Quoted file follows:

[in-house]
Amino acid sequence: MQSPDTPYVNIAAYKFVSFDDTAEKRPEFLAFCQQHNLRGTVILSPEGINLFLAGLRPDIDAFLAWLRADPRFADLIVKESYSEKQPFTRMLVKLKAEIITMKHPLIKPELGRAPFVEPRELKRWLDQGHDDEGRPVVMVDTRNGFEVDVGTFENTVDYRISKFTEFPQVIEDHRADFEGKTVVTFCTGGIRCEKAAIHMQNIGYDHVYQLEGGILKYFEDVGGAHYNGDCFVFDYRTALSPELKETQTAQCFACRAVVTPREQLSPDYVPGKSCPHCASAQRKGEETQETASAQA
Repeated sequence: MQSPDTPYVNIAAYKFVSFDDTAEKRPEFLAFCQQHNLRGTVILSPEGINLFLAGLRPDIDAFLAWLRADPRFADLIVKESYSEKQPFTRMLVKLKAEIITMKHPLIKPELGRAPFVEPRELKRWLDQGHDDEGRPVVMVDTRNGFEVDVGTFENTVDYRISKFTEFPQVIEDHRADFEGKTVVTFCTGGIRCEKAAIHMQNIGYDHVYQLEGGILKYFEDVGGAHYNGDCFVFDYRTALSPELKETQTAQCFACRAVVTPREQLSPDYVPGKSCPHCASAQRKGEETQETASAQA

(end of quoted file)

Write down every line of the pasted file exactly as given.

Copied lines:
[in-house]
Amino acid sequence: MQSPDTPYVNIAAYKFVSFDDTAEKRPEFLAFCQQHNLRGTVILSPEGINLFLAGLRPDIDAFLAWLRADPRFADLIVKESYSEKQPFTRMLVKLKAEIITMKHPLIKPELGRAPFVEPRELKRWLDQGHDDEGRPVVMVDTRNGFEVDVGTFENTVDYRISKFTEFPQVIEDHRADFEGKTVVTFCTGGIRCEKAAIHMQNIGYDHVYQLEGGILKYFEDVGGAHYNGDCFVFDYRTALSPELKETQTAQCFACRAVVTPREQLSPDYVPGKSCPHCASAQRKGEETQETASAQA
Repeated sequence: MQSPDTPYVNIAAYKFVSFDDTAEKRPEFLAFCQQHNLRGTVILSPEGINLFLAGLRPDIDAFLAWLRADPRFADLIVKESYSEKQPFTRMLVKLKAEIITMKHPLIKPELGRAPFVEPRELKRWLDQGHDDEGRPVVMVDTRNGFEVDVGTFENTVDYRISKFTEFPQVIEDHRADFEGKTVVTFCTGGIRCEKAAIHMQNIGYDHVYQLEGGILKYFEDVGGAHYNGDCFVFDYRTALSPELKETQTAQCFACRAVVTPREQLSPDYVPGKSCPHCASAQRKGEETQETASAQA